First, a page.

Providing Secure Access to VMware Horizon 7 and VMware Identity Manager with the VMware Unified Access Gateway
The VMware Unified Access Gateway is a platform that provides secure edge services and access to defined resources that reside in the internal network. This allows authorized, external users to access internally located resources in a secure manner.
The VMware Unified Access Gateway can be used for multiple use cases including
- Remote access to VMware Horizon 7 desktops and applications
- Reverse proxying of web servers such as VMware Identity Manager
- Access to on-premises legacy applications that use Kerberos or header-based authentication with identity bridging from SAML or certificates
- Provision of VMware AirWatch or VMware Workspace ONE Per-App Tunnels and Tunnel Proxy to allow mobile applications secure access to internal services
- Allowing VMware Content Locker access to internal files shares or SharePoint repositories by running the VMware Content Gateway service
A Unified Access Gateway appliance typically resides within a network demilitarized zone (DMZ) and acts as a proxy host for connections inside your organization's trusted network. This design provides an additional layer of security by shielding the internal resources such as VMware Identity Manager, virtual desktops, application hosts, and servers from the public-facing Internet.
This article describes how to deploy a single Unified Access Gateway to proxy VMware Horizon 7 traffic and to also reverse-proxy VMware Identity Manager web traffic.
For Horizon 7, Unified Access Gateway provides very similar functionality to the View security server but does not need one-to-one pairing with a View Connection Server. Unified Access Gateway is also capable of proxying sessions to other VMware products and providing more advanced security options, including authentication in DMZ. If you are running View security servers, take the time to look at replacing them with Unified Access Gateway appliances.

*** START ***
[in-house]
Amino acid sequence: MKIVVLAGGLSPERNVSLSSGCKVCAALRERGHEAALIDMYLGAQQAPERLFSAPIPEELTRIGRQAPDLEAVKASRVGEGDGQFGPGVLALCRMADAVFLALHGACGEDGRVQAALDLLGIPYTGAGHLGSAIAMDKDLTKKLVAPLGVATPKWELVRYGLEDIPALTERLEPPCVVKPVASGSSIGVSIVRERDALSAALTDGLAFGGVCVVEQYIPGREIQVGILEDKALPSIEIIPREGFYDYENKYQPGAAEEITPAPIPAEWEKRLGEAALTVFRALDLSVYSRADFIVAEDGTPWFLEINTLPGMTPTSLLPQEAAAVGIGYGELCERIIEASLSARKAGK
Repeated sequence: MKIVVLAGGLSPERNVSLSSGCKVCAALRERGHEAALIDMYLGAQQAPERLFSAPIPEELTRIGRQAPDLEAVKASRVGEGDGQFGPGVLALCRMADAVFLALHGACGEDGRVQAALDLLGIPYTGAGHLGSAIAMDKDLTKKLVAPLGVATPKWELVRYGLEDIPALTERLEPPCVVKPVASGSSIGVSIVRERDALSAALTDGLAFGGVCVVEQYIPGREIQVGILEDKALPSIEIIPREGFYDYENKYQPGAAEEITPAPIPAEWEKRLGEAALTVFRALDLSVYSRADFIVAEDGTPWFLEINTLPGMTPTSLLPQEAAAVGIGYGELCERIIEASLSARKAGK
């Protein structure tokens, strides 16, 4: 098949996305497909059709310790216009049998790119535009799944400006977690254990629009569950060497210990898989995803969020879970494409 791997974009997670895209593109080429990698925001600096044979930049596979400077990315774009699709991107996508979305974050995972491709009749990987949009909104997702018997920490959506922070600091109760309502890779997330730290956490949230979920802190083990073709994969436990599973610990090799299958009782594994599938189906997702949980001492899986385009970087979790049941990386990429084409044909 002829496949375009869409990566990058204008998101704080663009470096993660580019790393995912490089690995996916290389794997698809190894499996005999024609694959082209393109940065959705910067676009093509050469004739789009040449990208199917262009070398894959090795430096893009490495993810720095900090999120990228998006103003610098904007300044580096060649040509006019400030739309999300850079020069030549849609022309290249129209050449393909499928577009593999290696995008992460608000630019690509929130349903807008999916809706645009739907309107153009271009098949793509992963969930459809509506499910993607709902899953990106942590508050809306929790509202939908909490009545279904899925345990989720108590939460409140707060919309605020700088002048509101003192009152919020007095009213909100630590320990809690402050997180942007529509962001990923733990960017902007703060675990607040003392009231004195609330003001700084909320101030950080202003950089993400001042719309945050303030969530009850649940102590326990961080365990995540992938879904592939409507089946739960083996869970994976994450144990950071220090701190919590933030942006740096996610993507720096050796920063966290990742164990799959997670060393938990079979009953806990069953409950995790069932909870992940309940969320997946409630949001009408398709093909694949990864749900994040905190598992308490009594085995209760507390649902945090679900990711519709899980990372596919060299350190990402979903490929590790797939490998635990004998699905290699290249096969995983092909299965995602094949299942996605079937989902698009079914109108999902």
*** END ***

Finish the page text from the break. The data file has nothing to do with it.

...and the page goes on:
In larger-scale environments, you may still want to have separate Unified Access Gateway appliances for certain edge use cases, to provide scale and operational separation. But in mid-sized to smaller environments, where the load on Unified Access Gateway is not substantial, combining workloads on one set of Unified Access Gateway appliances is convenient.
Following are two ways to deploy and configure a Unified Access Gateway:
This section walks through using the PowerShell method with the script and the sample INI settings files provided in Using PowerShell to Deploy VMware Unified Access Gateway. Do not be put off by the fact that this method uses PowerShell. You will be running a single command that calls an INI file that contains all of your settings. You do not need to know PowerShell.
First, download the latest version of the PowerShell script and the sample INI settings files.
- Visit the community page Using PowerShell to Deploy VMware Unified Access Gateway.
- Download the latest version of the ZIP file and extract the contents. (At time of writing, this is uagdeploy-320-v5.zip).
Before you can deploy a Unified Access Gateway appliance to VMware vSphere, you must define vSphere Network Protocol Profiles for any network that you intend to connect an appliance to. This prerequisite will be removed in a future release of Unified Access Gateway.
See Configuring Protocol Profiles for Virtual Machine Networking in the vSphere Networking documentation for more details on how to do this.
From the downloaded ZIP file, use the sample INI settings files to create your own settings file.
- Make a copy of the uag10-vidm.ini file and edit it.
- As with any deployment, go through and enter your information as required for the General and SSLCert sections.
Leave all other lines as they are. In the following example, spaces and comment lines have been removed to conserve space.
Depending on your network topology, you may need to use a twonic or threenic deployment. Uncomment the lines for your choice and add the required networking information as necessary.
SSL Certificates can also be provided in PEM format. Comment out the pfxcerts line and uncomment the following two pemCerts lines and complete if using PEM format.